Food trends, energy and water conservation, food waste reduction and supply chain sourcing were a few of the topics discussed at our first-ever Sustainability Executive Study Group meeting.
The meeting, held Oct. 19, brought together restaurant sustainability experts, industry suppliers and manufacturers and non-governmental organizations. They talked about Americans' growing interest in sustainability, how that's changing consumer behavior, and what it means for restaurants. Here are a few takeaways:
Arlin Wasserman, founder of Changing Tastes and one of the restaurant industry's sustainability pioneers, explained that as consumer tastes change, many diners are looking for more plant-based, non-processed foods. They also want smaller portions of higher-quality foods, especially fish, meat and poultry. "More consumers are interested ... in what they're putting into their bodies and how it makes them feel." They don't want toxins or pesticides, desire less industrialization and expect companies to pay more attention to social-justice issues, he said.
Energy and water conservation
Managing utility expenses efficiently can be an important way to manage costs in a challenging business environment, said the Foodservice Technology Center's Richard Young. His center estimates that commercial foodservice operators pay about $40 billion a year for energy. Even a 1 percent cutback would yield a collective savings to the industry of $400 million, he noted.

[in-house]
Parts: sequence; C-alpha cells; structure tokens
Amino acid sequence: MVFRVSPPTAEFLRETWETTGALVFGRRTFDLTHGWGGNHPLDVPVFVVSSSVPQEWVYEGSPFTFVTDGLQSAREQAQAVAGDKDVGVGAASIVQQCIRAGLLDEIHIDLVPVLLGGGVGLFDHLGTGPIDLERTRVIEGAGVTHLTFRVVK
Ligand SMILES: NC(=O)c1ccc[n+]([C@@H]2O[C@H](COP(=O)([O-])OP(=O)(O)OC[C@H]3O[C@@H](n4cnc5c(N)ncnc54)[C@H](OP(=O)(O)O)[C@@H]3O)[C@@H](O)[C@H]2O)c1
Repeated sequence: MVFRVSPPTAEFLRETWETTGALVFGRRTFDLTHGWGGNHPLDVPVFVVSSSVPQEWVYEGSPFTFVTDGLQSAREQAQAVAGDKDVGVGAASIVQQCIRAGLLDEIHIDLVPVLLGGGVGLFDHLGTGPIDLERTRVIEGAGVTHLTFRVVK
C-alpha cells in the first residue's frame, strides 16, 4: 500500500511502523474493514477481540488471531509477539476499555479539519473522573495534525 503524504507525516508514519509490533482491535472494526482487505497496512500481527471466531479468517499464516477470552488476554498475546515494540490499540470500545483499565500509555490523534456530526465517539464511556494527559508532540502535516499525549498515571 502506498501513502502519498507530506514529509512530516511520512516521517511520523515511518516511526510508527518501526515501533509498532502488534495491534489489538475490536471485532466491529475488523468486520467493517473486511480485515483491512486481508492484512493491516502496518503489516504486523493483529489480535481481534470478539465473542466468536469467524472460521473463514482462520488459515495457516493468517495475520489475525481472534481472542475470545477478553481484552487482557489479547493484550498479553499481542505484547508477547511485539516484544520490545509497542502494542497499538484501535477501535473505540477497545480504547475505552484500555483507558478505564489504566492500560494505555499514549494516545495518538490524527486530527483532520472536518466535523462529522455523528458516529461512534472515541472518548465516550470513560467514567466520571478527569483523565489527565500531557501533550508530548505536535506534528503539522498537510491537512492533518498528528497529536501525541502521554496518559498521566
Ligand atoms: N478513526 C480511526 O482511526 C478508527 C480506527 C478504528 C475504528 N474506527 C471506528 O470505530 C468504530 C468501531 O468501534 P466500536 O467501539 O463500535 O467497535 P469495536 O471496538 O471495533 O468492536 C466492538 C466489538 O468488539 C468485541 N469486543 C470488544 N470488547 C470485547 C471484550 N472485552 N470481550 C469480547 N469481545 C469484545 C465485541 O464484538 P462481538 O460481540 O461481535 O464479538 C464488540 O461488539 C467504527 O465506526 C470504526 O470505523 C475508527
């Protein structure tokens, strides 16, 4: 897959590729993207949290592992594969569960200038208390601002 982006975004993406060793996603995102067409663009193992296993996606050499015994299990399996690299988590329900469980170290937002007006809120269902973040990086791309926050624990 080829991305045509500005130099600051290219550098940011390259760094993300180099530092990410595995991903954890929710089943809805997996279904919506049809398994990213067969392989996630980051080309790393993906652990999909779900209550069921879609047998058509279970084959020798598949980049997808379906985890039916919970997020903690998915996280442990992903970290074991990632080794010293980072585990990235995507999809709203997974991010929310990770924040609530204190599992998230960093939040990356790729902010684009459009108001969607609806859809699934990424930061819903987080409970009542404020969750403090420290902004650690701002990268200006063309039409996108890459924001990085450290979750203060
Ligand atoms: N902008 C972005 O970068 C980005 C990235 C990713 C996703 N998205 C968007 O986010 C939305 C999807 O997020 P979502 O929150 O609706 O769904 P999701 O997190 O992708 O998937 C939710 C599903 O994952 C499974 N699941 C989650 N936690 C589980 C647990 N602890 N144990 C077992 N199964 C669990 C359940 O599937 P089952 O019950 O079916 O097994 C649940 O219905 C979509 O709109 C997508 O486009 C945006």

Food waste reduction
LeanPath’s Andrew Shakman, the U.S. Composting Council’s Frank Franciosi and Feeding America’s Carrie Calvert focused on source reduction, composting and food donation. Shakman said he believes consumers are changing the way they perceive food waste and that the foodservice industry, along with non-governmental agencies and public policy leaders, are working to increase that awareness. Franciosi said a lack of compost-manufacturing infrastructure could be due to the "ick factor” the public associates with composting. Calvert said implementing donation programs at restaurants would ensure that excess food goes toward feeding those in need. She added that new federal tax incentives, along with technology tools created by Feeding America, could help address some barriers restaurants face with donation programs..
Supply chain and sustainable sourcing
Pictured above from left, Kathleen Weaver of produce distributor PRO*ACT, the Foodservice Packaging Institute’s Lynn Dyer and Sodexo North America’s Richard Rosen talked about sustainable sourcing and packaging issues. Rosen said everyone attending the meeting probably has a different idea of what sustainability means -- and that it’s probably driven by customer or client demand. Dyer told the group that the belief that landfills are overflowing with foodservice packaging is false. According to the Environmental Protection Agency, it only constitutes 2 percent.